In a new, brutal rhetorical attack, the Bush campaign Saturday blamed Vice President Al Gore and his supporters of manipulating the Florida vote count after nearly 1,400 absentee ballots, many of which reportedly came from the military, were thrown out for improper postage.
At a press conference in Austin, Bush communications director Karen Hughes brought out Montana Gov. Marc Racicot, who, speaking for the Bush campaign, launched into a series of other allegations about the manual recount of votes in Florida, which he called "completely untrustworthy." In a clear plea to the viewing public, Racicot said that if Americans only knew what was really going on in Florida, their collective response would be: "What in the name of God is going on here?"
The Bush team has obtained sworn statements from recount workers in Palm Beach County, Racicot said, testifying to an evil new breed of chad, the "taped chad," in which a punched-out chad, apparently indicating a vote for Bush, was taped back onto the ballot. Among other allegations there: "Bush ballots were found in the Gore pile" in an act of "sabotage"; "ballots have been used as fans"; "ballots have Post-it notes on them"; elderly workers have been "exhausted" and "angry" and "fatigued."
In Broward County, Racicot complained, there are constantly changing standards, including whether a "dimpled chad" should be considered by workers charged with trying to divine the intention of voters. If Racicot is to be believed, the Broward recount is in chaos, with "chad on the floor, on the counting tables, on the chairs."
Racicot also took repeated shots at the Gore camp over the absentee ballots that were discarded because of improper postage. "We learned how far the vice president's campaign will go to win this election," Racicot said, "in an effort to win at any cost."
After the overseas absentee ballots were finally tallied, Bush's lead over Gore increased to 930, a gain of 630 votes, according to the Associated Press. But Friday night, before the votes were tallied, the Bush campaign began to snipe after it learned that close to 1,400 overseas ballots had been rejected. "We are distressed at what appears to be a statewide effort on behalf of Al Gore to discredit the votes of military servicemen and women," Bush campaign spokeswoman Mindy Tucker said. Overall, some 2,200 overseas ballots were accepted and counted.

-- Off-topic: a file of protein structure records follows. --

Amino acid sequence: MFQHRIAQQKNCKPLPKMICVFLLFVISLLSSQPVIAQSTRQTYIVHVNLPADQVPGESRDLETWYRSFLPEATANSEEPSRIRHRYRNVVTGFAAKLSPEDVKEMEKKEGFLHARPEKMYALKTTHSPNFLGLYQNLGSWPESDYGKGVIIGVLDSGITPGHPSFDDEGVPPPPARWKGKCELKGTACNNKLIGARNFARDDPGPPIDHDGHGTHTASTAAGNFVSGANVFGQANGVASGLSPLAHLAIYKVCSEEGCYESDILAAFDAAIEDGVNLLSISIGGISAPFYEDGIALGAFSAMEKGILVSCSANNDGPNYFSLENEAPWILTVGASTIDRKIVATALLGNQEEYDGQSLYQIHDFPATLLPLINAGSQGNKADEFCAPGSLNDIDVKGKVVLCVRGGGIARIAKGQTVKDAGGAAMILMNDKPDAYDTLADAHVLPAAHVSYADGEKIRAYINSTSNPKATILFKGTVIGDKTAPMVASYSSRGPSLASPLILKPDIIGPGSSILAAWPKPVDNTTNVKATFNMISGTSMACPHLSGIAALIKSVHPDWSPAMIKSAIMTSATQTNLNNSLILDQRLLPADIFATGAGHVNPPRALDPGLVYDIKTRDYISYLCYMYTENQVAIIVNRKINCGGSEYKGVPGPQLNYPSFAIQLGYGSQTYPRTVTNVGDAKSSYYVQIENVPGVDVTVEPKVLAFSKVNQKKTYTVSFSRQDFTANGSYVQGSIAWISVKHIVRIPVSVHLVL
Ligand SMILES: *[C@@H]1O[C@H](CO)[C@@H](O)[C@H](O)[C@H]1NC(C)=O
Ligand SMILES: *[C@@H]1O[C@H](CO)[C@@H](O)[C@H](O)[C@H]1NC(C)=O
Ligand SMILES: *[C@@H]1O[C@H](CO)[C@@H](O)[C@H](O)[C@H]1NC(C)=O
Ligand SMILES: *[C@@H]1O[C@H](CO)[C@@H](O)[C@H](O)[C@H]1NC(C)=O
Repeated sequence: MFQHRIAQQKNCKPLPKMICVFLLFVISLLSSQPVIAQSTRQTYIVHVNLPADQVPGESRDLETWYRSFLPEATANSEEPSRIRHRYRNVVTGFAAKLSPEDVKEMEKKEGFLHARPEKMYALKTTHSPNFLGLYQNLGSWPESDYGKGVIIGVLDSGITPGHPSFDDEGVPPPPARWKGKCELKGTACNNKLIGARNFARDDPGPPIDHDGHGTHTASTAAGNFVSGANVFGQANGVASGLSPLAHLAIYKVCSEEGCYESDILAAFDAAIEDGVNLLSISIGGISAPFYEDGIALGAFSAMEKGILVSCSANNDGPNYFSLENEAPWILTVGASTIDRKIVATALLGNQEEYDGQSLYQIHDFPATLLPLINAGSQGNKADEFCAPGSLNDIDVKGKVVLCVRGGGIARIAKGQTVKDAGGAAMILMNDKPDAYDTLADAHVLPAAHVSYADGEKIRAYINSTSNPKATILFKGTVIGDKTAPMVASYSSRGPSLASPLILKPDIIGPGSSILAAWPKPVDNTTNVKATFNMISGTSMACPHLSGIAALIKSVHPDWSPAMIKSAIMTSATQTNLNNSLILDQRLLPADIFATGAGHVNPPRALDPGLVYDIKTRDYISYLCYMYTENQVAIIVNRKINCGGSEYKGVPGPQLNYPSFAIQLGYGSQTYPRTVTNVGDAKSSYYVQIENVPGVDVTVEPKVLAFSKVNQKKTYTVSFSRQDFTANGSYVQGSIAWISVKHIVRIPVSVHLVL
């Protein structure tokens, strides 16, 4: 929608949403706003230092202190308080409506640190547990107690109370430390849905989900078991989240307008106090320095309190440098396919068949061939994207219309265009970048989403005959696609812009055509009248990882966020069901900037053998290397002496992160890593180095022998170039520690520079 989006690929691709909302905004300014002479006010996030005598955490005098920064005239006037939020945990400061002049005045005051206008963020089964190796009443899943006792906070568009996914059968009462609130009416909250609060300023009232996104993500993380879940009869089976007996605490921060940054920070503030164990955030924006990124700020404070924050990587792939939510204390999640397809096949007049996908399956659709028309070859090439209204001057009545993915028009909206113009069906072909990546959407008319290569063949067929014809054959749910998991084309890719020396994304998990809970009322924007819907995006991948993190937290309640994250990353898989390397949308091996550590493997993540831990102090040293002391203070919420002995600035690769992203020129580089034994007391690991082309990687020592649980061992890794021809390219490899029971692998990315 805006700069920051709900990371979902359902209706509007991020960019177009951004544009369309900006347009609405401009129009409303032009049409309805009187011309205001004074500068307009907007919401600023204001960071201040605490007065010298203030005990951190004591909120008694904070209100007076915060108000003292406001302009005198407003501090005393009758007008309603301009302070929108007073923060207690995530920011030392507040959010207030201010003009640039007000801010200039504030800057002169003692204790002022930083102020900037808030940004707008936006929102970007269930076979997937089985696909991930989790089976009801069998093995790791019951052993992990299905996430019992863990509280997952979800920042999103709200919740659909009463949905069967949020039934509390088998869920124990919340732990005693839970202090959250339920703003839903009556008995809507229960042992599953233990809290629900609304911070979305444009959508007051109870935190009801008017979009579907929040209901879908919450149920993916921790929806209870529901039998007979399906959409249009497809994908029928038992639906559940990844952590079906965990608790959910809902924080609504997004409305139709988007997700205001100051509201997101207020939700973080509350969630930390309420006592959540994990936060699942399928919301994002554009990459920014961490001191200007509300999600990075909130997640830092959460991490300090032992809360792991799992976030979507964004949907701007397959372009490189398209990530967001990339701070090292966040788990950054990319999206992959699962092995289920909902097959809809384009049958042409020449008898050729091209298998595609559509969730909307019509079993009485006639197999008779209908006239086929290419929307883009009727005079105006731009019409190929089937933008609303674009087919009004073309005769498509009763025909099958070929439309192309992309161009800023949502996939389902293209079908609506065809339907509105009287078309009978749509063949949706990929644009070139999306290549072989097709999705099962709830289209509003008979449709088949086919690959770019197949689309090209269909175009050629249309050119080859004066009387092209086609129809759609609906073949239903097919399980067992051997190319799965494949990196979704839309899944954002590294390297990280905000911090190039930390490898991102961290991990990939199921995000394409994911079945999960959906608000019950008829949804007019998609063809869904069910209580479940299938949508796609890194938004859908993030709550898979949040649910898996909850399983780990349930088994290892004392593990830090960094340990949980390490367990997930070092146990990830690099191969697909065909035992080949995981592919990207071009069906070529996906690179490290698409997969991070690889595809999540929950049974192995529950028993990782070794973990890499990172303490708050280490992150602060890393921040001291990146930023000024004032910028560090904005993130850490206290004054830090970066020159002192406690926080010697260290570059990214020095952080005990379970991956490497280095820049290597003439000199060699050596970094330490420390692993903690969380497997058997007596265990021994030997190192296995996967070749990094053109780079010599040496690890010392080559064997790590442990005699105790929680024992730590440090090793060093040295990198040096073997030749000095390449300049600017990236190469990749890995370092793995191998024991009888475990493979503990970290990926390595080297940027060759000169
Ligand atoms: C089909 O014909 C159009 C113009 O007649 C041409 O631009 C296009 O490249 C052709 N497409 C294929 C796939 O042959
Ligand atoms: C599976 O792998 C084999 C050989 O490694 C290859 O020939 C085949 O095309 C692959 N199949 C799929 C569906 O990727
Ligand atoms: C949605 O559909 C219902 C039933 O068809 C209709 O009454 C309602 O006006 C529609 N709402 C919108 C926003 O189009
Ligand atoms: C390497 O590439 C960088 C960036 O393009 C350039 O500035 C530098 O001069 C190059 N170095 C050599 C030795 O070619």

The Bush campaign didn't offer concrete evidence for the explosive allegation. The AP reported that a Tallahassee attorney, Mark Herron, "sent a five-page letter to Democratic attorneys throughout Florida giving them tips on how to lodge protests against overseas ballots," and apparently in some counties half or nearly all the ballots were rejected, including military ballots that lacked postmarks. The Democrats derided Tucker's implication that the Gore campaign was trying to nullify appropriate military ballots as "misinformation and conspiracy theories."
The Saturday afternoon attack from the Bush side came after the morning's more upbeat message, when Hughes, in a prepared statement, said that the Texas governor and running mate Dick Cheney were "pleased" with Bush's gains, and hoped the end is in sight. "Florida's votes have now been counted and recounted, and in some counties recounted three or four times, and virtually all of the overseas ballots have been counted," Hughes said. "We are hopeful that once the Florida Supreme Court has heard arguments in this case, the laws of Florida will prevail and the election will be certified."
It wasn't certified Saturday at noon, as the Bush campaign -- and Florida Secretary of State Katherine Harris -- had hoped. The Washington Post reported that Austin's Four Seasons ballroom had been rented for Sunday, presumably for a victory celebration. At one point Friday, after Leon County Circuit Judge Terry Lewis ruled in the morning that Harris could certify the election Saturday, ignoring the late votes coming in from manual hand recounts, the Bush team might have thought the party would go on.
But Gore's attorneys appealed Lewis' decision, and, at about 4 p.m. Friday, the Florida Supreme Court took up the case. More than that -- and more than the vice president's lawyers had asked for -- the court forbade Harris from certifying the vote Saturday. A hearing on the matter was scheduled for Monday afternoon. Attorneys for both sides were to file their arguments by 2 p.m. Saturday.
Then the 11th Circuit Court of Appeals in Atlanta refused a Bush appeal that it stop the manual recounting of ballots in a handful of primarily Democratic Florida counties.
Suddenly, a day that had started off as the sunniest for Team Bush this week was dimming fast.
In another new wrinkle, a lawsuit was filed in Seminole County, challenging 4,700 absentee ballots in the county. In a hearing Saturday morning, a Democratic activist contended that county elections supervisor Sandy Goard allowed volunteers to write registration numbers on those absentee ballots, the majority of which were for registered Republicans. Without the registration number, those votes would have been invalid. No word on when a ruling is expected.
Meanwhile, Broward and Palm Beach counties continue their hand recount efforts with no guarantee that any new votes discovered will ever be added to the state's final tally. So far, it has been a slow, uphill climb for Gore, who has picked up just 52 votes in the Broward County recount, with about 160 of 609 of precincts reviewed.
Palm Beach County's recount effort has been frustrated by the contentiousness of some GOP observers, which has resulted in 1,800 of the first 16,000 reviewed ballots being challenged. Some Democrats have called it a deliberate attempt to slow down the process, and stifle anticipated gains for Gore. Miami-Dade County decided Friday to start manually recounting its ballots, more than 600,000 in all, but has yet to begin.
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